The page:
New York Times movie critic Stephen Holden found "The Age of Stupid," a new mock-documentary looking back at a future environmental apocalypse, is a "frightening jeremiad about the effects of climate change." Coming from the left-wing critic Holden, that's high praise.
In "The Age of Stupid," a frightening jeremiad about the effects of climate change, the craggy-faced British actor Pete Postlethwaite plays the Archivist, a finger-pointing, futuristic voice of doom in 2055. Peering into a retrospective crystal ball that shows scenes from the early 21st century, he scolds the human race for having committed suicide.
The curator of the Global Archive, a storage site of human knowledge in what is now a melted Arctic, the Archivist presses a rewind button on a touch screen to show documentary scenes related to climate change that were shot when there was still time for humanity to save itself. At the end of "The Age of Stupid," which uses crude animation that depicts London underwater, Sydney burning and Las Vegas buried in sand, the Archive is sent into space.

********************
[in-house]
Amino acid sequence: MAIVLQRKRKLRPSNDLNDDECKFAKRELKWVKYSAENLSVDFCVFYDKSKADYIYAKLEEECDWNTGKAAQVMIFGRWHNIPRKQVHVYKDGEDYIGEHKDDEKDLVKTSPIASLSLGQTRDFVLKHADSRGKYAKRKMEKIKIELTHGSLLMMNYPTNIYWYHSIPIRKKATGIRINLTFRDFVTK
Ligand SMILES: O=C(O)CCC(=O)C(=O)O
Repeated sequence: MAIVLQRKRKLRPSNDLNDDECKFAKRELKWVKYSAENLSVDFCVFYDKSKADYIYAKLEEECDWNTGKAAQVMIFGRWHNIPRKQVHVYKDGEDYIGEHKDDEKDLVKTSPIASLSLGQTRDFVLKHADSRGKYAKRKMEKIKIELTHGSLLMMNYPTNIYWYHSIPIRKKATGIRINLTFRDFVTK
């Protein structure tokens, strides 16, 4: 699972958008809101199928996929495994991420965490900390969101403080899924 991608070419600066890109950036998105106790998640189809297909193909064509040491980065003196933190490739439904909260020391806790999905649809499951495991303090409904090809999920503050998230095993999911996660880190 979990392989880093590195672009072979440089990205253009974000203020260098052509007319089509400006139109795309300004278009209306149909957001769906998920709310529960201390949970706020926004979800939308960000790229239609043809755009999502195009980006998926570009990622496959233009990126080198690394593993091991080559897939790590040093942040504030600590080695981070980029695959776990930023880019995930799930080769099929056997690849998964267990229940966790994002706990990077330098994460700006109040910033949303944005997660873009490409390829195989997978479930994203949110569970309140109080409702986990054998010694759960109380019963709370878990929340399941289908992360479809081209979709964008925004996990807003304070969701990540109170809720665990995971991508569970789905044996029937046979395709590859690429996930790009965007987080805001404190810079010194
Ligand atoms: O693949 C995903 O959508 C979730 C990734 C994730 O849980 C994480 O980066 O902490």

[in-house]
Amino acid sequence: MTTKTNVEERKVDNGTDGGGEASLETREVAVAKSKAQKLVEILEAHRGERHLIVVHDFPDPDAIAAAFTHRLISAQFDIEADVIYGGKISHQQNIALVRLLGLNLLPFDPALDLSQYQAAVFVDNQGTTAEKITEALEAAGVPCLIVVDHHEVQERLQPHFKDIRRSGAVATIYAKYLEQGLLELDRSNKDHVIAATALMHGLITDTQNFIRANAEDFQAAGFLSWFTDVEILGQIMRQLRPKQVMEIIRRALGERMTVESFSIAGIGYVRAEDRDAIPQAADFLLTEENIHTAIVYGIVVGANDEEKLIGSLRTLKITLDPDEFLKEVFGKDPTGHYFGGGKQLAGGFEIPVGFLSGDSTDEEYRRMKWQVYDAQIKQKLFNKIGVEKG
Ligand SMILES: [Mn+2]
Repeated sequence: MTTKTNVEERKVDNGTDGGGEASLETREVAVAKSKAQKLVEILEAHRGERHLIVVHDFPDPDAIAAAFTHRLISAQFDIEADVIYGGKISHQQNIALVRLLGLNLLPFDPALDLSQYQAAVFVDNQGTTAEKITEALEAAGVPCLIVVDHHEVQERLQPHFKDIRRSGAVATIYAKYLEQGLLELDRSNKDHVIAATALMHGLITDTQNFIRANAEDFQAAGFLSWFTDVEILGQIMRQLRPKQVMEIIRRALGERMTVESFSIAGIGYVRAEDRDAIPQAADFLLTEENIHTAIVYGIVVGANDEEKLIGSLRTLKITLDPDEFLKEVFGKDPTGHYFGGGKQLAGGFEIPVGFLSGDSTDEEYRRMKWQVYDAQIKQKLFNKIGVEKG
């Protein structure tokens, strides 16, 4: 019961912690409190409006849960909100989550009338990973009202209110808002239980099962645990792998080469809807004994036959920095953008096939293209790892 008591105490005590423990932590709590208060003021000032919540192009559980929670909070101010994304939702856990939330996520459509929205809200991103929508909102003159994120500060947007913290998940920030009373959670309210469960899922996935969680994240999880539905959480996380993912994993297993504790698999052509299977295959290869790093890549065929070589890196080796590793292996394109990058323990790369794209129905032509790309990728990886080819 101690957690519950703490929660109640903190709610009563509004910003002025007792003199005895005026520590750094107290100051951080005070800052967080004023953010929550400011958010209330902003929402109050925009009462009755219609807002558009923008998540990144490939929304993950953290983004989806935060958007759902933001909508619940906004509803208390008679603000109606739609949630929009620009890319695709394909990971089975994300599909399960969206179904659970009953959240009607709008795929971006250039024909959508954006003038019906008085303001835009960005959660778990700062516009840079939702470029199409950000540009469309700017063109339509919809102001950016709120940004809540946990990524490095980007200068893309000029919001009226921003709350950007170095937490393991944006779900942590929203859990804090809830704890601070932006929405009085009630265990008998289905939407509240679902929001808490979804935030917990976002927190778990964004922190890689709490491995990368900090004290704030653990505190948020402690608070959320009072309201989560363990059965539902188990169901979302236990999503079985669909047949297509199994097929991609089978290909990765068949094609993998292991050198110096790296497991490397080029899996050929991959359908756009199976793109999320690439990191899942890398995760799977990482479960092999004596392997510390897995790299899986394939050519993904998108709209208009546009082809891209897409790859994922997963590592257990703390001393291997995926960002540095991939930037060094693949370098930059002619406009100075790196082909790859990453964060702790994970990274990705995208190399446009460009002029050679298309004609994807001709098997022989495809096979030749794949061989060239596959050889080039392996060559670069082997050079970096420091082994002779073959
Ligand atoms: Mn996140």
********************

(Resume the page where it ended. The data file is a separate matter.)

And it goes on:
A much sterner and more alarming polemic than "An Inconvenient Truth," "The Age of Stupid," directed by Franny Armstrong, will be taken by some as an emergency wake-up call to do everything possible to avert impending catastrophe. In the film Mark Lynas, the British environmental activist and author of "Six Degrees: Our Future on a Hotter Planet," warns of a tipping point around 2015 if the world doesn't immediately act to reduce carbon emissions. Once global temperatures warm more than two degrees, he says, all will be lost.
A two degree rise in temperature will doom the planet? The planet has been hotter than that in the past, and humans still walk the earth. Yet Holden embraced the hysterical idea without question.
Holden likes left-wing screedy documentaries, but not movies with conservative themes, such as "The Stoning of Soraya M.," about the subjugation of women in Islamic countries. (Holden dismissed it as "lurid-torture porn.")
Holden concluded by suggesting, only half-facetiously, that if humanity doesn't make wrenching lifestyle changes to combat (hypothetical) temperature rises, perhaps we don't deserve to live anyway:
A thread of needling gallows humor runs through "The Age of Stupid." Near the end of the film the Archivist wonders: "Why didn't we save ourselves? Was the answer that we weren't sure we were worth saving?" He may have a point.